I would say when people use the word 'anime' as an adjective they're specifically referring to the extremity that anime and its tropes are associated with.
For example, in a traditional medieval fantasy setting it would probably be fair to settle for a bunch of younger men with exceptional sword fighting skills compared to regular humans with the same level of experience. Anime would stereotypically ramp such a concept up to eleven and make it a story about a bunch of teenagers with beyond exceptional agility, speed, and skill compared to anyone alive despite these kids being ostensibly unexceptional by the world's standards.
Similarly, huge weaponry, extreme hair colours, ornate outfits that don't hamper agility, huge fauxlosophical diatribes by either side, idealised looks/body types for everyone, and the stakes of the story at some point or another ascending to planetary/multiversal significance all fit into the aesthetic/extreme feeling that most anime and manga tries to evoke.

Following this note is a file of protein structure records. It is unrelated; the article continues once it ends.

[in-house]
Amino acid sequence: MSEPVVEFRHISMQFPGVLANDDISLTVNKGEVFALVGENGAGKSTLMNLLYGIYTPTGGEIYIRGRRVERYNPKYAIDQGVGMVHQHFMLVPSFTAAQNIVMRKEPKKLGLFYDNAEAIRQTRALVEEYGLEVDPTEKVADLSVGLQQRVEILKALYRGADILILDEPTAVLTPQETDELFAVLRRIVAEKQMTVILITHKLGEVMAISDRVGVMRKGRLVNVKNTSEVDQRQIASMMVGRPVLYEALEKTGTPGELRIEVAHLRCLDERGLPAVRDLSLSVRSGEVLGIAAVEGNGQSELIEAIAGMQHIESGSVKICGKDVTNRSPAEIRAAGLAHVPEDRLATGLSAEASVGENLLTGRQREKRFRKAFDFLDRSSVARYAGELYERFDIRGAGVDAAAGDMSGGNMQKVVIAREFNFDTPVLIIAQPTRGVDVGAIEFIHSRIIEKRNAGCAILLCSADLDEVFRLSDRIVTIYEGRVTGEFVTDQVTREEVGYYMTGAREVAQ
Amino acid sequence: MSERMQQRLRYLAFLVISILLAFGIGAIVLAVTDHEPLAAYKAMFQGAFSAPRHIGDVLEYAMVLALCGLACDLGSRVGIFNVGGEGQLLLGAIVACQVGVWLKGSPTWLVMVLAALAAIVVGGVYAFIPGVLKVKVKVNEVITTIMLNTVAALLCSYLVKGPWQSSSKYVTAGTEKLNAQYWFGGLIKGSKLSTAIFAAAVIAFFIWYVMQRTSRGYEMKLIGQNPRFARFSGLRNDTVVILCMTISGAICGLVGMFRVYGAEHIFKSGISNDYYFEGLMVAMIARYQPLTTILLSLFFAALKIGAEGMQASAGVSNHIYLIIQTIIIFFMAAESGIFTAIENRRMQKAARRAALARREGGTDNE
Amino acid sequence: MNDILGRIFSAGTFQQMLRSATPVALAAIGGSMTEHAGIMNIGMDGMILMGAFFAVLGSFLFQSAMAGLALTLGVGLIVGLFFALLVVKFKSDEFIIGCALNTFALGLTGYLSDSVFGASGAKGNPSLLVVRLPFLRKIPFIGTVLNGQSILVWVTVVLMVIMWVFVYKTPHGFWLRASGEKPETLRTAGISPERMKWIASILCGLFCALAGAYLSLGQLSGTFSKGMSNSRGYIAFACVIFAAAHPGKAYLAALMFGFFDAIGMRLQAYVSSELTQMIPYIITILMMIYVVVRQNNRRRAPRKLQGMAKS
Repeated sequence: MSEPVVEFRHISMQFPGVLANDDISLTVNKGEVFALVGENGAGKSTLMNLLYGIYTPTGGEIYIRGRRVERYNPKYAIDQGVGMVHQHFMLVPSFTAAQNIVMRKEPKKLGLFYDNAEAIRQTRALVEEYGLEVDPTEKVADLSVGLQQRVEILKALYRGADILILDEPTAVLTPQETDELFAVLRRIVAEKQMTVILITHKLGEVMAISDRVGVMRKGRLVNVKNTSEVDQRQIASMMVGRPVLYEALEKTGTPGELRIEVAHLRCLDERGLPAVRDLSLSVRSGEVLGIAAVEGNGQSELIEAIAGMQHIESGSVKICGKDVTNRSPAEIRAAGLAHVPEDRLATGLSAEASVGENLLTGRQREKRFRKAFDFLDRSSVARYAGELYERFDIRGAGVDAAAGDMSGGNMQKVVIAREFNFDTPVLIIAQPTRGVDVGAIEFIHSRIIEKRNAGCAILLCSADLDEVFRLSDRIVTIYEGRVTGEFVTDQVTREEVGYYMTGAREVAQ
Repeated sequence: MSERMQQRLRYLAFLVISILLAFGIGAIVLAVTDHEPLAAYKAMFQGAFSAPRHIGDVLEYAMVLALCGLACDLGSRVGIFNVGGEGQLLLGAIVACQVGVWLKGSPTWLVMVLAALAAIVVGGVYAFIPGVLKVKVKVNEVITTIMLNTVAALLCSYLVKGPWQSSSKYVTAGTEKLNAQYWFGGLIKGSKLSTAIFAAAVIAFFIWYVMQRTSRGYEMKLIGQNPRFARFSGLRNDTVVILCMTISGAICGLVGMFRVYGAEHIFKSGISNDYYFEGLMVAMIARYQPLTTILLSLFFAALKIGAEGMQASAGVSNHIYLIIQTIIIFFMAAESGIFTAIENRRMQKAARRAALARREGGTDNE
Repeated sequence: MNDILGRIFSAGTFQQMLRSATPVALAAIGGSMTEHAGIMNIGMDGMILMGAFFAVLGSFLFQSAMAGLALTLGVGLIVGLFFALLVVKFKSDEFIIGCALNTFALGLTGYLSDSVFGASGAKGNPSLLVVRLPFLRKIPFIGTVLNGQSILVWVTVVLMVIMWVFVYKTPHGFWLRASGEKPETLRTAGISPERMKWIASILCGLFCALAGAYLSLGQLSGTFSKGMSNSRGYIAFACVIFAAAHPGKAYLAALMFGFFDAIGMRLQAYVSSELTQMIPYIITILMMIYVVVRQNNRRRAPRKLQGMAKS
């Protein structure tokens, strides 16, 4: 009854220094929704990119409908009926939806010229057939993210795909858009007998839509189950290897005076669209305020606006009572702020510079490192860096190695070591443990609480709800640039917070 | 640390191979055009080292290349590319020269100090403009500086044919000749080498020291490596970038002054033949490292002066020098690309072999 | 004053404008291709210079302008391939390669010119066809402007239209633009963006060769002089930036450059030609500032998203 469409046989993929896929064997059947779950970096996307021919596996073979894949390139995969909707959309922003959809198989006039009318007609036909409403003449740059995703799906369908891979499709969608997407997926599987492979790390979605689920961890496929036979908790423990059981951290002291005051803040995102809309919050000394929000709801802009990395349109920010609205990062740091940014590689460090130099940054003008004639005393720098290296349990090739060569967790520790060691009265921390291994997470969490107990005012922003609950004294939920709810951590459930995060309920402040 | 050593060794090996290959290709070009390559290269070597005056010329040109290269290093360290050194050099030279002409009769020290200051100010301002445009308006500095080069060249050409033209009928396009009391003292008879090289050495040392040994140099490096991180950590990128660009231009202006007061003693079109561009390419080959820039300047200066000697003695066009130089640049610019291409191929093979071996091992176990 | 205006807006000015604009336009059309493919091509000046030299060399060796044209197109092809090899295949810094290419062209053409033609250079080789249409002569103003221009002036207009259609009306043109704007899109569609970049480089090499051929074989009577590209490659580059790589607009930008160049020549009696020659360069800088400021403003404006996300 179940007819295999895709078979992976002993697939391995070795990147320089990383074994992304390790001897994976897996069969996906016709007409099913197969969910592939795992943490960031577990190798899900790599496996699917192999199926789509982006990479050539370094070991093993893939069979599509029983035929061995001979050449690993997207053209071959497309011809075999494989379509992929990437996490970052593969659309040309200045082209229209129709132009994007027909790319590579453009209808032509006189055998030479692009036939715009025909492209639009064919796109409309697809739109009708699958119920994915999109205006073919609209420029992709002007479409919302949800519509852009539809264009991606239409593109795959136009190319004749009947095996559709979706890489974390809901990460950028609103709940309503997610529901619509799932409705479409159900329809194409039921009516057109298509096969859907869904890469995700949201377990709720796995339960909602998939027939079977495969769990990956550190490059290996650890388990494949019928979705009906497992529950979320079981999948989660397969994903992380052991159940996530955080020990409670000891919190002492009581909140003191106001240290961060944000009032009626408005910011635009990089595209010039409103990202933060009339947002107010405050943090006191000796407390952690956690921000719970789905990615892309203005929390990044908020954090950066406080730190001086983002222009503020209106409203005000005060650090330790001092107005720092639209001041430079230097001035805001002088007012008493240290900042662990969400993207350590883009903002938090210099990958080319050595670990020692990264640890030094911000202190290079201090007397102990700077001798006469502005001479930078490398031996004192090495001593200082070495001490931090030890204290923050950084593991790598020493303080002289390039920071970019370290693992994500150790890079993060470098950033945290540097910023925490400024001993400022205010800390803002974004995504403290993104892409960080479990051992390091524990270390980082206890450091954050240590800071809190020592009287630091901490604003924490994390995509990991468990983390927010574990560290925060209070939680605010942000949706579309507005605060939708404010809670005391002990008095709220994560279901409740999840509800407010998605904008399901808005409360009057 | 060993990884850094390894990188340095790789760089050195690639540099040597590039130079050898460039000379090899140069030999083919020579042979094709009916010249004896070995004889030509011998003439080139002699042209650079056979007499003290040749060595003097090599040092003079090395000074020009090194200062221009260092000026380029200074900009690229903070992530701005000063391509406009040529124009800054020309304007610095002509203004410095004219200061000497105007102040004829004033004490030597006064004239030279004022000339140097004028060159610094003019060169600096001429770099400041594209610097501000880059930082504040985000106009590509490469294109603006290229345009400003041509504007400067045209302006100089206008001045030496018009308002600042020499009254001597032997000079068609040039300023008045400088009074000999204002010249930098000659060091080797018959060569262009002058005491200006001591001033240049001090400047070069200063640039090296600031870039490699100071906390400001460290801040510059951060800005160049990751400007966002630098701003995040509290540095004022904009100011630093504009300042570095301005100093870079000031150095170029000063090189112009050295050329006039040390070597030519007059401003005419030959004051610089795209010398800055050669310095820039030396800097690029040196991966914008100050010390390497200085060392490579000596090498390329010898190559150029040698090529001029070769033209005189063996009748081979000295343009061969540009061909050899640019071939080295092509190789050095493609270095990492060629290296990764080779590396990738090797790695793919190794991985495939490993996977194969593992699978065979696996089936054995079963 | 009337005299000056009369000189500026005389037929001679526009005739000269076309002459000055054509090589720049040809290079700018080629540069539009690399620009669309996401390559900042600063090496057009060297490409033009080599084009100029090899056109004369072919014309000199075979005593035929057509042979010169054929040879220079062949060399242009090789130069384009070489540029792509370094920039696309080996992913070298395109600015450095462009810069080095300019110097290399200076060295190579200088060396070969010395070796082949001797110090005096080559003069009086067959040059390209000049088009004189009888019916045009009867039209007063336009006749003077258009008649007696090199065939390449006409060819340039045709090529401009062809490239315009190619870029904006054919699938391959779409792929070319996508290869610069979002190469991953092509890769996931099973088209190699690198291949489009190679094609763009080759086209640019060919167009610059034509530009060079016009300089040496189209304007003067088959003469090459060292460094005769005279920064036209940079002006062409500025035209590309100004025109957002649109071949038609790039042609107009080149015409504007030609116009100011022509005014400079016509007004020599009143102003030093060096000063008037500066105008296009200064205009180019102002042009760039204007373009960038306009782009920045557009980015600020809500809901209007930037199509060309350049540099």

So I think their remarks regarding your character is just that the concept of a very young person being extremely strong and capable of wielding a massive, usually impractical weapon is evocative of the anime aesthetic.
Edit: It should be noted that yes, anime aesthetic and superhero/comic book aesthetic are very similar. I would argue the core difference between anime and superhero/comic book style is that while anime's extremity and aesthetic appear to be a core part of the world the characters inhabit (the world is simply this over the top), with superheroes, they are an extreme, over-the-top facet of an otherwise grounded, mundane reality. Anime style is about relishing in the extremity itself, superheroism is about relishing in the juxtaposition of the extraordinary against the ordinary.